We measured plasma corticotropin-releasing hormone (CRH), ACTH, beta-endorphin (beta-EP), and cortisol levels as possible tumor markers in a sequence of 103, randomly selected, patients with lung cancer but without the ectopic Cushing's syndrome and in 72 age- and sex-matched controls. Plasma CRH levels of cancer patients were similar to those of controls both in patients sampled in the morning or in the afternoon. On the other hand, plasma ACTH levels of cancer patients were significantly higher than control patients both in the morning and in the afternoon and showed a preserved circadian rhythm. However, about 35% of cancer patients sampled in the morning and about 60% of those sampled in the afternoon had ACTH levels within the 95% confidence interval (CI) of controls. Also plasma beta-EP levels were more elevated in cancer patients than controls in the morning but about 33% of them and about 80% of those sampled in the afternoon had beta-EP levels within the 95% CI of controls. Despite the higher plasma ACTH levels, cancer patients had cortisol plasma levels similar to controls with preserved circadian rhythm. In conclusion, although mean plasma ACTH and beta-EP were higher in patients affected by lung cancer, their measurements, as well as those of CRH, have practically no diagnostic value. Perhaps measurement of ACTH levels in the bronchial lavage may be more helpful.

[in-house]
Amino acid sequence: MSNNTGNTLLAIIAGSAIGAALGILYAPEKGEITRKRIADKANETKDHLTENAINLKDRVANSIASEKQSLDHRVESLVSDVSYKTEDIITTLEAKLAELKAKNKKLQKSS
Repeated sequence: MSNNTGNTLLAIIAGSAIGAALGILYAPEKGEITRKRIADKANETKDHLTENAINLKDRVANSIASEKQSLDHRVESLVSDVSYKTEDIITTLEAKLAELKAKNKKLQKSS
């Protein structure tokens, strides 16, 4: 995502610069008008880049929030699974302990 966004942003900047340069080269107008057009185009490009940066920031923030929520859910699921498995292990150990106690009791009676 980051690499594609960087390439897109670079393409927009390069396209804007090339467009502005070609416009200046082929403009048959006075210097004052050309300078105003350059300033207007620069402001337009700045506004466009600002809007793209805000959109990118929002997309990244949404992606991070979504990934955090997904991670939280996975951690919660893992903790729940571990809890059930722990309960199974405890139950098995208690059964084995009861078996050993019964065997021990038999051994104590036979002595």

|Titolo:||Limited clinical usefulness of plasma corticotropin-releasing hormone, ACTH and ß-endorphin measurements as markers of lung cancer|
|Data di pubblicazione:||1992|
|Appare nelle tipologie:||1.1 Articolo in rivista|